Notable Scholars Join UA Law Faculty

Notable Scholars Join UA Law Faculty

By La Monica Everett-HaynesUniversity Communications
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Kevin K. Washburn
Kevin K. Washburn
Melissa L. Tatum
Melissa L. Tatum

Kevin K. Washburn and Melissa L. Tatum, two prominent American Indian law researchers and professors, are joining The University of Arizona faculty beginning this fall.

Washburn, the outgoing Oneida Indian Nation Visiting Professor of Law at Harvard Law School, will join the James E. Rogers College of Law during the fall semester. Tatum, a University of Tulsa professor and co-director of the Native American Law Center, will begin her post at the UA college in January.

Both will join the college’s Indigenous Peoples Law and Policy, or IPLP, program and are expected to enhance the college’s already strong research, training and advocacy work in the area of American Indian law.

“To attract both Kevin Washburn and Melissa Tatum speaks volumes about the strength and reputation of our program,” said Robert A. Williams, the Indigenous Peoples Law and Policy program director.

“They have both established themselves at the forefront of the next wave of scholarship, taking Indian law in different and exciting directions,” Williams added, “and they exemplify IPLP’s mission of putting theory into practice.”

Yale Law School-educated Washburn is a former assistant U.S. Attorney and trial attorney for the Department of Justice who has testified before several Congressional panels, has published widely and is an expert in the areas of gaming, American Indian and criminal law.

“Gaming is a booming industry, and it is booming particularly in Arizona,” Washburn said, adding that experts and policymakers are debating the question of increased regulation in the industry. “It’s a very important topic, and lawyers tend to be very involved.”

Washburn, a University of Minnesota Law School professor, also served as general counsel of the National Indian Gaming Commission. At the UA, he will be the Rosenstiel Distinguished Professor of Law.

He also served as a principal investigator on a two-year National Institute of Justice grant totaling nearly $1.5 million. The grant was awarded in 2006 to examine the criminal justice system on reservations and involved interviews with more than 400 people.

“Professor Washburn’s extensive work in American Indian law and gaming law will consolidate strengths in our Indigenous Peoples Law and Policy program, which is known worldwide,” said Toni Massaro, the law school’s dean, “and his expertise in criminal law will advance our multidisciplinary Program in Criminal Law and Policy.”

Washburn said universities across the nation are focusing more on American Indian issues, but not quite like the UA, which is why he wanted to be part of the University’s college of law.

“The University is leading in this area. The depth of American Indian issues in the law school is just incredible,” he said.

Tatum shares a similar sentiment.

The first paper Tatum ever published as a law student was a book review of Indigenous Peoples Law and Policy, or IPLP, director Robert A Williams’ “The American Indian in Western Legal Thought: The Discourses of Conquest,” which was published in 1990.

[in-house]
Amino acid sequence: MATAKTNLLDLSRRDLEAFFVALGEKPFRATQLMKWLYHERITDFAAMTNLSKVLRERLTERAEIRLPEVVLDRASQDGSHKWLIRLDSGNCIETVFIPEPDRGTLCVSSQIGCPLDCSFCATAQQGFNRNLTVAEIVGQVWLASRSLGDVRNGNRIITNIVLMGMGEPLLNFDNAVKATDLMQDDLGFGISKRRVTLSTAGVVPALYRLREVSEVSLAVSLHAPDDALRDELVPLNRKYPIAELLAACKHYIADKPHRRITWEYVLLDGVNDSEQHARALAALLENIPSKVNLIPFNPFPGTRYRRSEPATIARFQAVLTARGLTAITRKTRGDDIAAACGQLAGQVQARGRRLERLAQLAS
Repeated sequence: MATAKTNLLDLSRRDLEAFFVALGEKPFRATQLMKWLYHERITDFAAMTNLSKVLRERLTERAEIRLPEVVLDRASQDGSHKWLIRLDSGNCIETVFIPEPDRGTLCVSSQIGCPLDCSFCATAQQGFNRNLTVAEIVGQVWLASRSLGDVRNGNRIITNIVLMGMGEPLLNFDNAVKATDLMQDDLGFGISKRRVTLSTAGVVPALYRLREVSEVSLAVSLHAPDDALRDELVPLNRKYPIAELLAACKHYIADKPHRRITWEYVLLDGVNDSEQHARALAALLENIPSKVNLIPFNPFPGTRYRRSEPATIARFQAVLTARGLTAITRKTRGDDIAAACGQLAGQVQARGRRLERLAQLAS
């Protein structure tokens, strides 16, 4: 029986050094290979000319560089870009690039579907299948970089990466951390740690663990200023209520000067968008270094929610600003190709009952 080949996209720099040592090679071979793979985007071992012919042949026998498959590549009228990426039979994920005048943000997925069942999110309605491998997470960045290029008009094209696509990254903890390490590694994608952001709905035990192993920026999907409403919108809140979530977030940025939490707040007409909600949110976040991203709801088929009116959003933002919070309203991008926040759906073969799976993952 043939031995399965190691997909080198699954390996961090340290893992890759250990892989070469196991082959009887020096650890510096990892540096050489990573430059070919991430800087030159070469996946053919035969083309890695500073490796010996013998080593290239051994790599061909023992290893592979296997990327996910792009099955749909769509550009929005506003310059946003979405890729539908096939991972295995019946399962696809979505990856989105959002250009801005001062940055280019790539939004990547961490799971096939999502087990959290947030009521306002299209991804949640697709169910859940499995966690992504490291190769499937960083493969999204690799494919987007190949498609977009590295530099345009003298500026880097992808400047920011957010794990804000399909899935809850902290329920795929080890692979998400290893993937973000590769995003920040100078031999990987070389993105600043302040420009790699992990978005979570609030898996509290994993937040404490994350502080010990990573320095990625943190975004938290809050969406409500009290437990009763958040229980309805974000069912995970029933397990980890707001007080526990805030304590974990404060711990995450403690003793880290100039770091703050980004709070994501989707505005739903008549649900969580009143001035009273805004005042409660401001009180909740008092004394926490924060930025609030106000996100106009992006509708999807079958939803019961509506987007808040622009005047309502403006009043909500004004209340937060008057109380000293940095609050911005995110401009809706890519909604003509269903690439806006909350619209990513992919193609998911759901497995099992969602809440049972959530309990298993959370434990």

Now, Tatum will serve as a research professor and associate director of the very program Williams leads, which “kind of brings my career full circle,” she said.

Williams said Tatum’s hire is “profoundly important step in taking the IPLP program to the next level.”

Williams also noted: “We already have a mature program with a well-established global reputation in education, research and advocacy. Attracting a faculty member with Professor Tatum’s experience and skills in all three of these areas is a testament to our strength, and an indication of how the IPLP program will continue to grow.”

Tatum, who graduated magna cum laude from the University of Michigan Law School in 1992, has taught at the University of Tulsa for more than a decade. She also served as a judge for the Southwest Intertribal Court of Appeals from 1999 to 2006 and is a specialist in federal Indian law, conflicts of law, jurisdiction and other areas.

She also served as a federal judicial clerk at the U.S. District Court for the Eastern District of Michigan and at the U.S. Circuit Court of Appeals for the Sixth Circuit.

Tatum has published on a wide range of topics, including cultural property protection, tribal criminal and civil jurisdiction, and cross-jurisdictional enforcement of protection orders. She is a consultant for the Rules Harmonization Project, an initiative by the Navajo Nation to align the rules of the court with tribal common law.

At the UA, Tatum will teach two Indian law courses while serving as the associate director of the college’s IPLP Program, focusing on administering the program’s two post-graduate programs in indigenous law – the L.L.M., or master’s of law, and the S.J.D., the doctorate.

“Frankly, this is my dream job,” Tatum said, adding that the UA College of Law carries extra bonus points because of its strong reputation, solid faculty, devotion to American Indian issues and its S.D.J. program, which is the only such program in the nation.

“I get to balance all aspects of teaching and learning,” she said. “There is no other place in the country for me.”

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